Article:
“Companies Should Be More Honest,” Says Nation That Walks Away<br>Quickly If Inadvertently Given Too Much Change by Cashier

New York, N.Y. ( – From Enron to Global Crossing, Andersen to AIG, allegations that U.S. corporations have been cheating, lying, and even breaking the law have caused a firestorm of indignation across America, where most inhabitants regularly exceed posted speed limits, have “permanently borrowed” something from the office, and will say pretty much anything to get out of jury duty.

Would you lie for $1,000?

“It takes a lot of gall for these companies to talk about values and integrity, but all the while fudge their books and hide the truth,” said Philadelphia data processor Marty Lewis, who has yet to tell his bank that an extra $48.19 showed up on his last checking account statement.

“It’s like somehow they think the law doesn’t apply to them,” added Lewis, who really only tried that stuff in college, and then it was just at parties, and it’s not like he ever bought it himself.

“I want my children to grow up believing that honesty and hard work is what gets you ahead, but it’s impossible when they see corporate role models like Computer Associates and Tyco abusing the system,” said Atlanta supermarket manager Byron Miller, who has been receiving The Playboy Channel for free ever since that storm last December.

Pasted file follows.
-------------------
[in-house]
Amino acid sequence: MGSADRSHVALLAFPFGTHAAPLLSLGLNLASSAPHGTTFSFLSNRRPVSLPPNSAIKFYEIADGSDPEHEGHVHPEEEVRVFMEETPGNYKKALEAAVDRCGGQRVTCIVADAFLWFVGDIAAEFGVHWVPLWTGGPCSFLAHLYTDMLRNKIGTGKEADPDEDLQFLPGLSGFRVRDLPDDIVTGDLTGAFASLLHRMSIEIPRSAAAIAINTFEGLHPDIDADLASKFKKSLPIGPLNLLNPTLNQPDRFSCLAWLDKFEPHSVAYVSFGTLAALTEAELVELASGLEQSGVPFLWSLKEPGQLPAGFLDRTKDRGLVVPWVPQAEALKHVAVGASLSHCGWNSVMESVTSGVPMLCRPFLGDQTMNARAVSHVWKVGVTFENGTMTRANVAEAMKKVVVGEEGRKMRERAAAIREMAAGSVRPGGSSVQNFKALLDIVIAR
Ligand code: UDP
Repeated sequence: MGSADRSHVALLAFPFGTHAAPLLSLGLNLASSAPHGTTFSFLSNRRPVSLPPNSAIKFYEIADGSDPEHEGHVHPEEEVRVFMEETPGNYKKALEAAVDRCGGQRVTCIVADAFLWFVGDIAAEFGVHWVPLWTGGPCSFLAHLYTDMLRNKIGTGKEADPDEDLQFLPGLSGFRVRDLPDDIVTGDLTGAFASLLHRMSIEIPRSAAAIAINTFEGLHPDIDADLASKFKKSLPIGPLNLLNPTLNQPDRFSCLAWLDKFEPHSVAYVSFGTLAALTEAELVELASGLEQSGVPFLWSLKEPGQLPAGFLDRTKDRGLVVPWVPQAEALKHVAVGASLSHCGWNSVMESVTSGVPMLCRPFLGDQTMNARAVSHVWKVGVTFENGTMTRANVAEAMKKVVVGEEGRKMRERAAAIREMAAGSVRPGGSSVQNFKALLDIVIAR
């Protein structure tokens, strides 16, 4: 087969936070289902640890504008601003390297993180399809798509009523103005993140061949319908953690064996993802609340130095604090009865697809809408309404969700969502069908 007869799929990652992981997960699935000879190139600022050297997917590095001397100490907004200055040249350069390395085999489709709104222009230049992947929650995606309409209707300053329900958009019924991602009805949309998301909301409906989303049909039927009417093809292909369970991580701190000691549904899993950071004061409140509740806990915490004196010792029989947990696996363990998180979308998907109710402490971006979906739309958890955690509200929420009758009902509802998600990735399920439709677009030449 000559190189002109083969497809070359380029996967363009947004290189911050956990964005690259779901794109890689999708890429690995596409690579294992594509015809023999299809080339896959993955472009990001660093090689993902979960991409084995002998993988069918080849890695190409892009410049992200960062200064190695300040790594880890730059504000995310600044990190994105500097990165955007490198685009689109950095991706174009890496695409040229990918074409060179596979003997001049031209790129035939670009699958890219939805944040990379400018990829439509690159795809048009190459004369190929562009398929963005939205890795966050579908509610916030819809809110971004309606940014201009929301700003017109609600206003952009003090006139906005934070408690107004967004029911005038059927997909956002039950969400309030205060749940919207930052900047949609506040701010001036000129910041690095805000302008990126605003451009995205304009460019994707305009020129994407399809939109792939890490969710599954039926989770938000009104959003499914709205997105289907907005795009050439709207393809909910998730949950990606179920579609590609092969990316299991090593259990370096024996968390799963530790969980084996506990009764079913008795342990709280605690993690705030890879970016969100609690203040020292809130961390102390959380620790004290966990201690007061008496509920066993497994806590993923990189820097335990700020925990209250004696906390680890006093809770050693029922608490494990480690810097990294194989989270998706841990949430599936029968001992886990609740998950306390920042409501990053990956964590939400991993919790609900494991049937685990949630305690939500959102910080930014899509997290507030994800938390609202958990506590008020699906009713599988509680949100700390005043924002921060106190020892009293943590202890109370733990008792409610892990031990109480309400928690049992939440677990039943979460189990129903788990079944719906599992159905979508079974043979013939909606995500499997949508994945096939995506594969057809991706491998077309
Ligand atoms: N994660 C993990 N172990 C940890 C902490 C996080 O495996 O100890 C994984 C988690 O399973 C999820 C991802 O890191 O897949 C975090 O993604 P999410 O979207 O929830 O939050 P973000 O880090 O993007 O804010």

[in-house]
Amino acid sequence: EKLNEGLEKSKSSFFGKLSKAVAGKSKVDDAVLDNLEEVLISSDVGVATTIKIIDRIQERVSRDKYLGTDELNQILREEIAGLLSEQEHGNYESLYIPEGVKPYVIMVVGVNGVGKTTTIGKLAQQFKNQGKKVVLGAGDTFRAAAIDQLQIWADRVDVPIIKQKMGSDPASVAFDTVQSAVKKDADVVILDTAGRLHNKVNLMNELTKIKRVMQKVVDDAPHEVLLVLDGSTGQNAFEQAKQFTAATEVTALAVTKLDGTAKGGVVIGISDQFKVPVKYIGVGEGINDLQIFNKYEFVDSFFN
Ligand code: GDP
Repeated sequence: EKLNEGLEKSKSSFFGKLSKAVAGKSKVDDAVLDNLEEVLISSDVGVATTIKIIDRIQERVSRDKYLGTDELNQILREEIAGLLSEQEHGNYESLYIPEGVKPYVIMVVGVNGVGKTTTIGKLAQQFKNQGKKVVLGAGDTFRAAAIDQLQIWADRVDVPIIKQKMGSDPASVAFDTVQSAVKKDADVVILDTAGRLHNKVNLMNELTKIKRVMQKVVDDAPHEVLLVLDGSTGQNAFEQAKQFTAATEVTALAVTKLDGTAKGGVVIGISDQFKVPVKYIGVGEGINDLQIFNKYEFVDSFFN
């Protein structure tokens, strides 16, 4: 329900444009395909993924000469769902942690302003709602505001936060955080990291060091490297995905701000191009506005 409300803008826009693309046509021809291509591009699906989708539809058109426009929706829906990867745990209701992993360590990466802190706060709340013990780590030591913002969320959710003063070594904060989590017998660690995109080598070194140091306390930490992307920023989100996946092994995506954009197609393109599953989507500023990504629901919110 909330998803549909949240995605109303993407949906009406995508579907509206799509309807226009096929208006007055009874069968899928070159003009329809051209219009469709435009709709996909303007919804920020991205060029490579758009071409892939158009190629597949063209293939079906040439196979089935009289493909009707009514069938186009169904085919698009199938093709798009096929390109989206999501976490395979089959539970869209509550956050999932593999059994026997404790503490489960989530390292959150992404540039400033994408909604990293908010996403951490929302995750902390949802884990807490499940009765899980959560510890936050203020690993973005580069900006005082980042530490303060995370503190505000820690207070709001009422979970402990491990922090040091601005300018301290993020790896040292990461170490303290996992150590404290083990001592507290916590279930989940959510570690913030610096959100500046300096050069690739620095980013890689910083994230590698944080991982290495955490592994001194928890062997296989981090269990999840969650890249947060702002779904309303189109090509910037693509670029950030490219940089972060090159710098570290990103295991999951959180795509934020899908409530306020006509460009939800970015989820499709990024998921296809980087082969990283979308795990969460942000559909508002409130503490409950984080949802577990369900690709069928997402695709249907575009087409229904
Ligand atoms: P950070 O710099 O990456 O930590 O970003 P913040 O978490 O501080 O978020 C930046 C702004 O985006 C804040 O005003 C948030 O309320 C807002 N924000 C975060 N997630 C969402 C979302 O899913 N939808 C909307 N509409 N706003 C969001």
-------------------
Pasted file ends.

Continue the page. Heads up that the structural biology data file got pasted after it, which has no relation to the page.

The opprobrium has spread quickly, from Middle America to the nation’s capital, where many are clamoring for justice. “Corporations have a responsibility to their employees, their shareholders, and to average Americans to behave appropriately,” said U.S. Rep. James Traficant, D-Ohio, who is now on trial for tax falsification, racketeering, and accepting favors for political influence. “The worst thing is, they probably will get away with no more than a slap on the wrist.”

“Well, at least now corporations should get the message that if they try to hide things or do sloppy work, eventually they’re going to get caught,” added historian Doris Kearns Goodwin.

However, some believe corporations are not entirely at fault. Businesses today are increasingly pressured to forego long-term investments and focus on short-term, get-rich-quick strategies, noted New Jersey restaurant supply salesman Arnold Dishauer, who spends $15 a week on lottery tickets, plus chips in another $5 a week for the office PowerBall pool. “I don’t know where it comes from, but it’s like they’ve forgotten that slow and steady wins the race,” he said.

But 24-year-old Berkeley, Calif., resident Ben Burnsing – an unmarried graduate student who failed to talk his way out of a speeding ticket this morning by claiming his “wife” was giving birth to their son at the hospital, but whose day turned out all right when he aced his chemistry final after getting the test answers from a guy who had the same class last semester – summed up the wrath of a nation: “I shudder to think what would happen to this country if we all behaved like our corporations.”

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